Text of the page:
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Aisha Bell in Creative Conversation

November 14, 2012

Aisha Bell is The Laundromat Project’s 2012 Create Change commissioned artist. The LP’s commissioning arm connects artists of color and their communities in meaningful ways by resourcing them to make art in their own neighborhood and in the context of everyday living.

 

Where do you live?

Bedford-Stuyvesant.

 

What’s your favorite thing about your neighborhood?

The children playing on the sidewalk.

 

Tell us about your recent LP commissioned project.

SUSU is an old Twi word that means little by little. It refers to groups of people putting in a little at a time to create something bigger. In contemporary practice in West Africa, the Caribbean and various immigrant communities in the US and Europe, it is a form of microeconomics. For this project I collected one or two articles of clothing and words written on index cards from folks in my community over the course of six weeks. On a series of days in front of the laundromat, I bleached the donated clothes and then re-dyed them red, yellow and blue. I allowed them to drip dry on watercolor paper as I hung them to line dry on Malcolm X Blvd. For my final performance, I tied all of the clothing around me creating a huge skirt. I recited the contribution of words from my neighbors during this performance. I then brought the clothing to my studio space and used them to create two sculptures – one for the Laundromat and one to be displayed in a public space in Bed-Stuy.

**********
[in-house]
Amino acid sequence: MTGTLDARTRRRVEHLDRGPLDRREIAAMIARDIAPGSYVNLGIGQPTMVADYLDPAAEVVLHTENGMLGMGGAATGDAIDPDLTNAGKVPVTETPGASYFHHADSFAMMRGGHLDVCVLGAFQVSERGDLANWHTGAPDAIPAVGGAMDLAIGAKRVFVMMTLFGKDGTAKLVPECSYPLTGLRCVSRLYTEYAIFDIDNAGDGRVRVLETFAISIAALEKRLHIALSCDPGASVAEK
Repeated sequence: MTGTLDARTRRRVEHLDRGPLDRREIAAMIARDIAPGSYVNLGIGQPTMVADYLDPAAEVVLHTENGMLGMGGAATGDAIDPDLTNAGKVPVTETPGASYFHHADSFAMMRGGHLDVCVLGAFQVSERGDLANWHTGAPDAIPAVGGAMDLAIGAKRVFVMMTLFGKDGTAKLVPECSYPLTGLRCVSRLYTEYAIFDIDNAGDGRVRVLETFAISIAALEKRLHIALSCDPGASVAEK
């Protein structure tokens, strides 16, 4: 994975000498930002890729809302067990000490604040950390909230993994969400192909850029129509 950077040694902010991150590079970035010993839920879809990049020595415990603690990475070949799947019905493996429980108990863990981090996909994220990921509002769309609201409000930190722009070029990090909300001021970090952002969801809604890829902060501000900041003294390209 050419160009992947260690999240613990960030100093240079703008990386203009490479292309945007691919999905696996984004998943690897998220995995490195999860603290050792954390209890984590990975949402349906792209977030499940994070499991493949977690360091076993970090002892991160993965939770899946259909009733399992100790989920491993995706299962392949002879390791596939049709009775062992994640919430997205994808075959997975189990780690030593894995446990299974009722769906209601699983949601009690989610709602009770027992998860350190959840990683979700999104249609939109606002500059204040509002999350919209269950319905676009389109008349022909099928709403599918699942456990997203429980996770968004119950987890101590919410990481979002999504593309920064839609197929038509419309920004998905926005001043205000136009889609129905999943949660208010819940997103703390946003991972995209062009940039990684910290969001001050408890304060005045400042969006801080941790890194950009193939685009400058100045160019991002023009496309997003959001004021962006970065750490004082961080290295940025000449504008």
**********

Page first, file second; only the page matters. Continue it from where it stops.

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How did your neighbors respond to your project?

For the most part the response was very positive. Many folks were curious and receptive. People liked the idea of donating clothing for a good cause. The very young and the very old were the most receptive. The use of the clothing line and the wash tubs sparked nostalgic conversations with several people from a variety of backgrounds whose parents washed them and their clothes in wash tubs.

 

What most inspires your work?

The exploration and the reflection of self. The act of being aware and awake. Ideas on empathy and the multiplicity of who we are at any moment.

 

What are you working on now?

Currently I am editing a series of performance videos shot on Governors Island. I am also working on a series of drawings inspired by the Susu Project. The clothing line, the washtub and the cocoon, become part of my visual lexicon.

 

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Any current or upcoming show/performance you want to recommend?

Mickalene Thomas’s exhibition at the Brooklyn Museum is beautiful. Also check out Duron Jackson’s show as part of Raw Cooked opening November 16th, also at the Brooklyn Museum.

Aisha’s LP-commissioned sculpture is currently on display at Marmy Laundromat, 197 Malcolm X Blvd, Bedford-Stuyvesant, Brooklyn.

 

Find out more about Aisha by visiting her website.